Donors meet in Geneva on Friday in a bid to stump up nearly $1.7 billion for the Democratic Republic of Congo (DRC), facing a crisis that experts say could become a tragedy.
The conference comes amid mounting strife in the DRC, where a legacy of ethnic conflict, corruption and instability are combining with political tensions to spark fears of a bloodbath.
But — in a position that has deepened the country's political divisions — the DRC is boycotting the talks.
In January, the International Organization for Migration (IOM) described the humanitarian crisis as being at "breaking point" and identified needs of $1.68 billion.
Scale of the suffering
At least 13.1 million Congolese are in need of aid, including 7.7 million who are severely food insecure, according to UN estimates.
"I was shocked by the scale of the suffering. Five million people have fled for their lives really from violence," Jan Egeland, head of the Norwegian Refugee Council, told AFP on Thursday.
"The Congo has been forgotten and neglected for too long. A widow with children in desperate need in the Congo needs as much help as if she was in Syria or in Iraq or anywhere else."
The DRC angrily contests the figures as an exaggeration and says it will refuse to attend the conference, accusing the organisers of snubbing it.
Aid bodies and NGOs are propagating a "bad image of the Democratic Republic of Congo throughout the world," Prime Minister Jose Makila charged on March 23.
The minister of humanitarian affairs, Bernard Biango, put the number of internally-displaced people at 231,241 — just a fraction of the UN estimate of 4.5 million.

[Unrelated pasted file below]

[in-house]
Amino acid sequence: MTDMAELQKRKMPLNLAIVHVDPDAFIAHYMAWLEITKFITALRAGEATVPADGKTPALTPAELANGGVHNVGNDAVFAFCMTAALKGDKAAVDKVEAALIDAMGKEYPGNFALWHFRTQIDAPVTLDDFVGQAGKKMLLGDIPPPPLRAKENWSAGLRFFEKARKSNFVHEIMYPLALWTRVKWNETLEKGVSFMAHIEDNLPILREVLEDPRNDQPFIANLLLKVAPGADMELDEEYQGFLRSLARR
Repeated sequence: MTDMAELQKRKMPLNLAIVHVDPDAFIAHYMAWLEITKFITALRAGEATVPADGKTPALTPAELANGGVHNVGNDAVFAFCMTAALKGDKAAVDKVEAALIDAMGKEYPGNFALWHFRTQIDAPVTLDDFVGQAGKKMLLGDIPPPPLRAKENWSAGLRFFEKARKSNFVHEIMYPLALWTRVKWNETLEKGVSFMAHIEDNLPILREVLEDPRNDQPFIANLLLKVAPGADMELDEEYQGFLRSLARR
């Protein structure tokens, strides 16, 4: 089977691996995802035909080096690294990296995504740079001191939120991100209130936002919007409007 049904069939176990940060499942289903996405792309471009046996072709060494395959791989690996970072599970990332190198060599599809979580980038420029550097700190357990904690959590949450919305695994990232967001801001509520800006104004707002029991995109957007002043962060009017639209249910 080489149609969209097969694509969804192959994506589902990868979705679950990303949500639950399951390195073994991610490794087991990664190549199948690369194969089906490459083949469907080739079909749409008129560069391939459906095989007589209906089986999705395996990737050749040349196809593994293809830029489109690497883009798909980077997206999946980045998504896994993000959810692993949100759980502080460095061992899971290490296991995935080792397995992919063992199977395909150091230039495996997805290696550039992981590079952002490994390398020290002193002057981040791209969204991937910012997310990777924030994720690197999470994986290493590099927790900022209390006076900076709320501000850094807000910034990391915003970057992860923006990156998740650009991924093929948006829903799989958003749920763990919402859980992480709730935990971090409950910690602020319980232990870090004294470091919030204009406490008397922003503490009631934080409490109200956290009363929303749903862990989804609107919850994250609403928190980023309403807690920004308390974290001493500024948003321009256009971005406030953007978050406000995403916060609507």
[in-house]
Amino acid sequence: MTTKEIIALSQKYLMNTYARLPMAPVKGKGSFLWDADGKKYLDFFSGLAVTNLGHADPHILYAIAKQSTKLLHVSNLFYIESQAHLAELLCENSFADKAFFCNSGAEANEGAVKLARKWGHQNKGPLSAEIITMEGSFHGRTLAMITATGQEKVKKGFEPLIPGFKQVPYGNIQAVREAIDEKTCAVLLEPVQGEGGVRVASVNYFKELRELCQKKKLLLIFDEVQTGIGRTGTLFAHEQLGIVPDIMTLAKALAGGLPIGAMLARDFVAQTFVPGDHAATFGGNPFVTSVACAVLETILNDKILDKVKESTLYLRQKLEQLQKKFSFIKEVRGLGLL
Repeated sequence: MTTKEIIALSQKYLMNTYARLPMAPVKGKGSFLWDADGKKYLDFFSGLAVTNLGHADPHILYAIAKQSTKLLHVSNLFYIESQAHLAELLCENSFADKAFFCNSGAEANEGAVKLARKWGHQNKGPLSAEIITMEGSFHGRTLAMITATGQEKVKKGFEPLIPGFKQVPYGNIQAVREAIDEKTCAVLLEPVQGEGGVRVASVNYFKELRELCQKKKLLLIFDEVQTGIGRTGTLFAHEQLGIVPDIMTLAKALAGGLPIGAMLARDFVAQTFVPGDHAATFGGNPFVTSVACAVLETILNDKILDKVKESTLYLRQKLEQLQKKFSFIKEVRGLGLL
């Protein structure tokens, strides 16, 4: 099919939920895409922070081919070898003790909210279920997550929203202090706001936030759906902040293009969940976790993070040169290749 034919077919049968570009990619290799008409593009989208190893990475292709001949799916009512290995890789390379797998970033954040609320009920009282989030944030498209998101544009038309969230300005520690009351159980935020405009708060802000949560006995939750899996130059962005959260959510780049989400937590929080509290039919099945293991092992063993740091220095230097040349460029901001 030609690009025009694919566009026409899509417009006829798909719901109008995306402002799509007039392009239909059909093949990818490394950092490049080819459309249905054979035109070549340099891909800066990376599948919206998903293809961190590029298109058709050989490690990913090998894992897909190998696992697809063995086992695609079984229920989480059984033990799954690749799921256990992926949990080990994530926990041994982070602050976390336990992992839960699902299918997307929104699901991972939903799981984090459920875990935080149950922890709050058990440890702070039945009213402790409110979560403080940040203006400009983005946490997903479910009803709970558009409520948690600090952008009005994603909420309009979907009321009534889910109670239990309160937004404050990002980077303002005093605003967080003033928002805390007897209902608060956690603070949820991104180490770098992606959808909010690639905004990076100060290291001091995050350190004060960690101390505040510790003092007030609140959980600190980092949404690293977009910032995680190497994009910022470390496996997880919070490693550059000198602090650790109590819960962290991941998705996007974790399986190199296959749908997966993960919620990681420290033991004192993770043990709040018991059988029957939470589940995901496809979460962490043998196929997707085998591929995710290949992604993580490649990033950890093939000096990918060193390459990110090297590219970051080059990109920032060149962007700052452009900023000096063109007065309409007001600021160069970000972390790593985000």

The government has promised $100 million "to ease humanitarian distress" and earmark $10 million to help refugees or those internally displaced to return home.
Felix Tshisekedi, the leader of the main opposition party, the UDPS, has called on the conference to drum up as much aid as possible.
"The irresponsible attitude of the Kinshasa government reflects its indifference to the suffering of the Congolese people," he said.
Dark clouds hang over the DRC's political future.
President Joseph Kabila, in power since 2001, is under mounting pressure to quit.
He should have stepped down at the end of 2016 when his two-term limit expired, and is staying on under a constitutional clause that says the head of state can remain in office until his successor is elected.
Elections are now scheduled for December 23, but there is much uncertainty about whether they will take place, be fair or credible — and whether Kabila will run or not. Dozens have died in anti-Kabila protests.
A country four times the size of France, the DRC has been chronically unstable since it gained independence from Belgium in 1960.
Two wars took place from 1996-97 and 1998-2003, sucking in other African countries and causing millions of deaths in violence, disease and starvation.
In eastern DRC, the humanitarian crisis is rooted in years of violence between rival ethnic groups and militias. More recently, conflict has escalated in the diamond-rich central region of Kasai, after soldiers killed a local traditional leader known as the Kamwina Nsapu.
Fighting between security forces and Kamwina Nsapu loyalists has since killed more than 3,000 people and displaced 1.4 million, according to the Roman Catholic church.
Hunger stalks the region, as a result of successive harvests that have been destroyed. According to the UN Children's Fund, Unicef, 400,000 severely malnourished children are in danger of dying.
The pledging conference will be co-hosted by the European Commission, the United Nations and the Dutch government.
In 2017, United Nations Office for the Coordination of Humanitarian Affairs (Ocha) had requested $812.5 million for the DRC, but received only $427.8 million — a shortfall of 47 per cent.